Rich Teen’s Lenient Sentence Raises Questions About How to Handle Convicted Juveniles

A news site discovered that the judge who handed down a cushy sentence to Ethan Couch is prone to recommending rehab over prison. 

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Ethan Couch

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The Texas county judge who sentenced 16-year-old “affluenza” sufferer Ethan Couch to one year of rehabilitation and 10 years of probation after he killed four people in a drunk-driving accident apparently has a tendency to hand down lenient sentences. 

According to News8, last year Tarrant County Judge Jean Boyd pushed for rehab in the case of a 14-year-old black boy who killed someone with a punch. The teenager—whose name was never released because he was a juvenile—admitted to hitting Mark Gregory, whose head struck the pavement; he died two days after the attack.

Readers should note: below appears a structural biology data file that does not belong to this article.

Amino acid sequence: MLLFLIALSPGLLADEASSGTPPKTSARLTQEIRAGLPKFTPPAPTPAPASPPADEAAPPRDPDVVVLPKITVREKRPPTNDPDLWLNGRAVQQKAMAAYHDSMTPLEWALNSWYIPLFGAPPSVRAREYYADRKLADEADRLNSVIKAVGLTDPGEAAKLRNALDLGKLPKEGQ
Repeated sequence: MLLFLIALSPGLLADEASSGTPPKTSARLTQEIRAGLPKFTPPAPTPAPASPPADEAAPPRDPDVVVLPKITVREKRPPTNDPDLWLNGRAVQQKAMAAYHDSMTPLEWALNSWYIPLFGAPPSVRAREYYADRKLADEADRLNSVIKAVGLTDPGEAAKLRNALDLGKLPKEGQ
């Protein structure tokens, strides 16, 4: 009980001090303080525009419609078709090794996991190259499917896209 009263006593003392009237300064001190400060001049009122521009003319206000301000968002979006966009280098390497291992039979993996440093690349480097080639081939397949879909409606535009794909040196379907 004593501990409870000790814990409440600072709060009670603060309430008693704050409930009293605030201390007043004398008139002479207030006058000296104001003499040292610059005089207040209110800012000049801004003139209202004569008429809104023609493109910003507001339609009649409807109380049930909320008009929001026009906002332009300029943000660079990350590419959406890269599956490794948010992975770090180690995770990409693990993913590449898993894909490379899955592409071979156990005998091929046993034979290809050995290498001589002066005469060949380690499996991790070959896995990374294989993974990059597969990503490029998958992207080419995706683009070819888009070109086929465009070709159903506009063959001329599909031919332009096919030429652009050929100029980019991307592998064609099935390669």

Despite the judge’s attempts to get the 14-year-old into rehab, no program would take him, so he was sentenced to jail instead. The victim’s mother was thankful for that much.

"She wanted to send him to one of these special places in Arizona, but no one would take him," Anita Lauterbach, Mark’s mother, told the news site. "We were horrified. We just couldn't believe it. The district attorney and I were just sitting on pins and needles. But when nobody would take him, [it was] a sigh of relief."

"She's too easy on them," Lauterbach added. "I don't think she needs to be sitting on that bench."

Some, however, do agree with Boyd’s apparent second-chances stance. "The law almost assumes [juveniles] can be rehabilitated," said John Cruezot, a retired state district judge. "Not in every instance, but in most instances, I think it's appropriate for a judge to start at that standpoint."

Read more at News8.

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